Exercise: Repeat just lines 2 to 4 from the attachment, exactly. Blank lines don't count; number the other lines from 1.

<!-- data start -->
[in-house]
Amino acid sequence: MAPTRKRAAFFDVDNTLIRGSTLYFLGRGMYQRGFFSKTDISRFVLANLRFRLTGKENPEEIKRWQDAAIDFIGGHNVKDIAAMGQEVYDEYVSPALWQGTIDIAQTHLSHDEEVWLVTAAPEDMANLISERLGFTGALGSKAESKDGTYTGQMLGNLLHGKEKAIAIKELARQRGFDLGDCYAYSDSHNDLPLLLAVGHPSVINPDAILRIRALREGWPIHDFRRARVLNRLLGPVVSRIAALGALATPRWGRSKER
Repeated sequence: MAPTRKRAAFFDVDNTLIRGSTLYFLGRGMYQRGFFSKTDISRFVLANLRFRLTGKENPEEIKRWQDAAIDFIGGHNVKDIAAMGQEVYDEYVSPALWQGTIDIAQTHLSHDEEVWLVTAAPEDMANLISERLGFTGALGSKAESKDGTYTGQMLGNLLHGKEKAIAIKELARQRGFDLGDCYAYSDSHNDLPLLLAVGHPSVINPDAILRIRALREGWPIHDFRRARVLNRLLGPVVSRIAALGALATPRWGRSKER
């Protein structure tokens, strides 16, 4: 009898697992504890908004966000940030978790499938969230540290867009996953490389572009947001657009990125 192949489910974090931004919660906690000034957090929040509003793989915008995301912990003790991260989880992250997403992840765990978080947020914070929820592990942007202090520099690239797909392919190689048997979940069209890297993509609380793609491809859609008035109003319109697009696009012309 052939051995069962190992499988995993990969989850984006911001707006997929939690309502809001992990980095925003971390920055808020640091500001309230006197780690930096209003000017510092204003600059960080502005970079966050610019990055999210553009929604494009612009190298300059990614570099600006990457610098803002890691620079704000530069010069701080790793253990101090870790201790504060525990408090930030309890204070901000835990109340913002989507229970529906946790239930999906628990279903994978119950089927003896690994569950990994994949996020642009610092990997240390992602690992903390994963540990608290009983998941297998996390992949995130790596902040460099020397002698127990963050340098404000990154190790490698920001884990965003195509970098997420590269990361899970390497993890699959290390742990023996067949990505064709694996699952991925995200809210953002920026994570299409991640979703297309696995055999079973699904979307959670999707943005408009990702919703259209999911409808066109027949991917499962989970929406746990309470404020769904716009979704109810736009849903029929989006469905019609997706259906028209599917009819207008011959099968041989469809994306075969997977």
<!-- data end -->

Amino acid sequence: MAPTRKRAAFFDVDNTLIRGSTLYFLGRGMYQRGFFSKTDISRFVLANLRFRLTGKENPEEIKRWQDAAIDFIGGHNVKDIAAMGQEVYDEYVSPALWQGTIDIAQTHLSHDEEVWLVTAAPEDMANLISERLGFTGALGSKAESKDGTYTGQMLGNLLHGKEKAIAIKELARQRGFDLGDCYAYSDSHNDLPLLLAVGHPSVINPDAILRIRALREGWPIHDFRRARVLNRLLGPVVSRIAALGALATPRWGRSKER
Repeated sequence: MAPTRKRAAFFDVDNTLIRGSTLYFLGRGMYQRGFFSKTDISRFVLANLRFRLTGKENPEEIKRWQDAAIDFIGGHNVKDIAAMGQEVYDEYVSPALWQGTIDIAQTHLSHDEEVWLVTAAPEDMANLISERLGFTGALGSKAESKDGTYTGQMLGNLLHGKEKAIAIKELARQRGFDLGDCYAYSDSHNDLPLLLAVGHPSVINPDAILRIRALREGWPIHDFRRARVLNRLLGPVVSRIAALGALATPRWGRSKER
């Protein structure tokens, strides 16, 4: 009898697992504890908004966000940030978790499938969230540290867009996953490389572009947001657009990125 192949489910974090931004919660906690000034957090929040509003793989915008995301912990003790991260989880992250997403992840765990978080947020914070929820592990942007202090520099690239797909392919190689048997979940069209890297993509609380793609491809859609008035109003319109697009696009012309 052939051995069962190992499988995993990969989850984006911001707006997929939690309502809001992990980095925003971390920055808020640091500001309230006197780690930096209003000017510092204003600059960080502005970079966050610019990055999210553009929604494009612009190298300059990614570099600006990457610098803002890691620079704000530069010069701080790793253990101090870790201790504060525990408090930030309890204070901000835990109340913002989507229970529906946790239930999906628990279903994978119950089927003896690994569950990994994949996020642009610092990997240390992602690992903390994963540990608290009983998941297998996390992949995130790596902040460099020397002698127990963050340098404000990154190790490698920001884990965003195509970098997420590269990361899970390497993890699959290390742990023996067949990505064709694996699952991925995200809210953002920026994570299409991640979703297309696995055999079973699904979307959670999707943005408009990702919703259209999911409808066109027949991917499962989970929406746990309470404020769904716009979704109810736009849903029929989006469905019609997706259906028209599917009819207008011959099968041989469809994306075969997977």